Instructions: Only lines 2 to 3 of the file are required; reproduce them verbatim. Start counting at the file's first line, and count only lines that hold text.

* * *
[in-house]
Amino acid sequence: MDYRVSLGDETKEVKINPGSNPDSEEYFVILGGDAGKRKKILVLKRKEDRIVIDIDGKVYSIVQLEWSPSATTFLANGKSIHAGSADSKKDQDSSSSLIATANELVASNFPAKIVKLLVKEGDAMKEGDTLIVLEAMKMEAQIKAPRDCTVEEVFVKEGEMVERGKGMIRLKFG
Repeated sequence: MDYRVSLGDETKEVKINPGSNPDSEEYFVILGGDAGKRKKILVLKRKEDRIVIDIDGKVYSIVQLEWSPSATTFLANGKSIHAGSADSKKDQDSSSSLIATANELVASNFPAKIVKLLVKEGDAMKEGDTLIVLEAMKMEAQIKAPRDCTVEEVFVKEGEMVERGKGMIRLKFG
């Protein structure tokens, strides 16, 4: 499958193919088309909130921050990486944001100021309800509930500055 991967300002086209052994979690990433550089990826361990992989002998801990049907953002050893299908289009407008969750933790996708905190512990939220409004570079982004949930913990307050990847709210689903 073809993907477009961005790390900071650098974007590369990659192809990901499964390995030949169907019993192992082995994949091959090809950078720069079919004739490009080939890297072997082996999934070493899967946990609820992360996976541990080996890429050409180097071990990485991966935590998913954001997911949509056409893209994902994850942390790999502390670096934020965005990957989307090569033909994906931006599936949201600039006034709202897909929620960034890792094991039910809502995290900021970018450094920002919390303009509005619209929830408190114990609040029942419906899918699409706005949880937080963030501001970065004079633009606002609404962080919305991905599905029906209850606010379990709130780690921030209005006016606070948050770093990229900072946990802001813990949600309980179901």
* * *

Amino acid sequence: MDYRVSLGDETKEVKINPGSNPDSEEYFVILGGDAGKRKKILVLKRKEDRIVIDIDGKVYSIVQLEWSPSATTFLANGKSIHAGSADSKKDQDSSSSLIATANELVASNFPAKIVKLLVKEGDAMKEGDTLIVLEAMKMEAQIKAPRDCTVEEVFVKEGEMVERGKGMIRLKFG
Repeated sequence: MDYRVSLGDETKEVKINPGSNPDSEEYFVILGGDAGKRKKILVLKRKEDRIVIDIDGKVYSIVQLEWSPSATTFLANGKSIHAGSADSKKDQDSSSSLIATANELVASNFPAKIVKLLVKEGDAMKEGDTLIVLEAMKMEAQIKAPRDCTVEEVFVKEGEMVERGKGMIRLKFG